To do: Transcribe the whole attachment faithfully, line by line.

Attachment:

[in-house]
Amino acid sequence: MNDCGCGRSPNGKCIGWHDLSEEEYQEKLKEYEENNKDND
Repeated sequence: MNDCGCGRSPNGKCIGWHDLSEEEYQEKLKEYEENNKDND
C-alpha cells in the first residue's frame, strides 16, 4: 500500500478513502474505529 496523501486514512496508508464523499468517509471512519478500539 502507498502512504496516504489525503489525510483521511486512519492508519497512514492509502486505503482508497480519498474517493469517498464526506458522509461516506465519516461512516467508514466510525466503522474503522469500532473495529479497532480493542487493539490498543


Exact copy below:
[in-house]
Amino acid sequence: MNDCGCGRSPNGKCIGWHDLSEEEYQEKLKEYEENNKDND
Repeated sequence: MNDCGCGRSPNGKCIGWHDLSEEEYQEKLKEYEENNKDND
C-alpha cells in the first residue's frame, strides 16, 4: 500500500478513502474505529 496523501486514512496508508464523499468517509471512519478500539 502507498502512504496516504489525503489525510483521511486512519492508519497512514492509502486505503482508497480519498474517493469517498464526506458522509461516506465519516461512516467508514466510525466503522474503522469500532473495529479497532480493542487493539490498543